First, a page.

It certainly feels that way at times. When I’m writing memoir, I’m my own main character, my life is the plot, my predilections become the theme, the story is from my perspective and all the characters’ voices are in some ways filtered through my own.
But on the other hand, memoir writing can be like a crucible. When you are writing memoir and really digging into it, it can be excruciating. Your embarrassing moments are laid bare. And so are your faults. You have to look at yourself in a real way, and it can be scary and really hard to do.
In fact, I know that’s held me back on my latest memoir project. I’ve known for a long time that I wanted to tell a particular story, tentatively titled A Case of You, but it has been hard to get started and keep going on the story because I know there are parts of myself that I’ll have to face that I’d rather not acknowledge at all. So many times I’ll start working on bits and pieces of the project, only to stop a few days later and leave it alone for months. Sometimes the thought of facing those darker parts of yourself can feel scarier than almost anything you could encounter in your external life. But memoir writing doesn’t let you get away with running away from it.
As I’m sure is glaringly obvious, I watch a lot of TV. But somehow, despite all the time I spend watching Netflix, it’s almost always TV episodes. I don’t make as much time for movies as I used to. And even when I used to watch move movies, it always seemed there were so many good ones I hadn’t seen for any number of reasons.
I want to do more screenwriting, and as with any form of writing, getting better at it means immersing yourself in that form and medium of storytelling. Or I’m just giving myself an excuse to start getting DVDs in the mail from Netflix again (the streaming movie selections are a bit limited) and spend more time watching movies. Either way, I would love some suggestions.
So give me your top five to ten movies (or more!) you think I should see. They can be your favorites, or great examples of a particular genre, or even movies you hate (as a writer, it can be good to familiarize yourself with the not-so-great examples too, and who knows, tastes differ. Or you can have no particular theme or reason at all. Just give me some suggestions, and some descriptions of why if you want, and I’ll start compiling an epic film educational queue.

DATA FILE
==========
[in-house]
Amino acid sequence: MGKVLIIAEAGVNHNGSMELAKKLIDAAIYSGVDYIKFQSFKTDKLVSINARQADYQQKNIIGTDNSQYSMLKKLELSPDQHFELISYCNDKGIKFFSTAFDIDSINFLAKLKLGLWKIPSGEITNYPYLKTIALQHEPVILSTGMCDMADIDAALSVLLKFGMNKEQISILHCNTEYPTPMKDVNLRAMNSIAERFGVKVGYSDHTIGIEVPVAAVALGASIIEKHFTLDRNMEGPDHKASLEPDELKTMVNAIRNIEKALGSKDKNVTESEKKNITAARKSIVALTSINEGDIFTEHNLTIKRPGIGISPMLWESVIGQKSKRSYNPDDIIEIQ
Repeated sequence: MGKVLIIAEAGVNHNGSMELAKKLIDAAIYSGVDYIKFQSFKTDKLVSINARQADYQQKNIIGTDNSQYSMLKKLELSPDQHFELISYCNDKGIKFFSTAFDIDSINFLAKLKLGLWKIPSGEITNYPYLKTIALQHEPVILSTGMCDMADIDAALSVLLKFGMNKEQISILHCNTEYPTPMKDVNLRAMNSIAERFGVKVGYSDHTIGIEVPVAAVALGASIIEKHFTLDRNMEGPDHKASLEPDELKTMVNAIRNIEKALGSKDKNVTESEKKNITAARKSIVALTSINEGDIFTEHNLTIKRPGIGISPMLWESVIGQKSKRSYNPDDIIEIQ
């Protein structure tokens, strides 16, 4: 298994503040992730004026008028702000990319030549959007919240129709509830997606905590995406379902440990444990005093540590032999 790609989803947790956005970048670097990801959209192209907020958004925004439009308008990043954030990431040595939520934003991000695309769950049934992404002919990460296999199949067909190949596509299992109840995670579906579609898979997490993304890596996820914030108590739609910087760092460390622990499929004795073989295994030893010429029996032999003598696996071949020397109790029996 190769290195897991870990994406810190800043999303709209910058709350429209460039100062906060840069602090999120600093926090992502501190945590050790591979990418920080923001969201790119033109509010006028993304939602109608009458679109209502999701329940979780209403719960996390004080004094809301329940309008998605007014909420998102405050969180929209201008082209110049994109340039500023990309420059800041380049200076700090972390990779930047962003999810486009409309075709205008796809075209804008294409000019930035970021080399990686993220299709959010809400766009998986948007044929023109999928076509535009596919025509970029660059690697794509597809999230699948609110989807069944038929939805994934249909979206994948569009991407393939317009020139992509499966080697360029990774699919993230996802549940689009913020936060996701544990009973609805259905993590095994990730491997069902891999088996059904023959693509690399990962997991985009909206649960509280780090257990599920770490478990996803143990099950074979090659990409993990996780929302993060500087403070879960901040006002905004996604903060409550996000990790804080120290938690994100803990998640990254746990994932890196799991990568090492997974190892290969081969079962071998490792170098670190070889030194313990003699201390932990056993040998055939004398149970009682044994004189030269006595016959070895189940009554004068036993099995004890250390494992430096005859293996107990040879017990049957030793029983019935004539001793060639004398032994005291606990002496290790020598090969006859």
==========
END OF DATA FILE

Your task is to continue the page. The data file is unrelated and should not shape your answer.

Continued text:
I’m not saying much about what movies I already love (or hate) b/c I want to be open to all suggestions, but if you’re really curious, I have a faves list on my FB. But since I’m looking to branch out, I just don’t want to limit anything to similar titles or anything like that. Really, all suggestions welcome!
For anyone who writes stories, makes music or does any sort of creative art, this has to be one of the most common questions you are asked, and one of the most common questions you want to ask others.
It’s a mysterious thing. I think so many people are curious about it, even people who themselves are involved in the creative arts, because it’s not always concrete and logical (those aspects do come into play, of course). Sometimes it’s hard to know exactly where that first seed or flash or image or idea originated.
Sometimes you know. The idea for Total Eclipse of the Heart, which I wrote originally as a short story and am now having fun working into a screenplay, came to me pretty much fully-formed in a dream, including some of the dialogue. Actually in the dream I was taking a screenwriting class (which at that point in time I had never done in real life) and struggling with writers block, then came up with this idea for the story and in the dream I was reworking it and molding it. There were so many details, so many subplots and so much complexity for a story that came from a dream.
That has never happened before or since but it was pretty cool when it did. It kinda made me feel like I had to write the story.
And faces—nothing has given me more trouble. Eyes, those most important details of a face, are too small to make out unless I am close enough to make out with someone. I didn’t know what color my last boyfriend’s eyes were until after we had been dating for almost six months. Whenever we were close enough for me to discern their color, he kept his eyes closed. I didn’t see his eyes until we were riding a city bus on our way to a concert on an early May evening, squished next to each other on the seats. He turned slightly to me, the light was just right, and I finally saw out of my right eye that his left was brown with textured traces of gold, simultaneously soft and hard in color.
Last year, I was watching TV on my 24-inch computer monitor, sitting less than a foot away, and saw a close-up of someone rolling her eyes. At thirty, I was seeing that gesture for the first time and it was nothing like I had imagined. Inspired, I wanted to get a glimmer of what it is to read feelings in eyes, so I watched Grey’s Anatomy, scrutinizing characters during emotionally wrought scenes, their faces taking up my whole screen. Though I felt all the feelings from the context, the music, the minute changes in pitch and inflection in their voices and the larger facial gestures, I could see nothing in the eyes.
This is an excerpt from an essay in which I explore a few different aspects of albinism and blindness.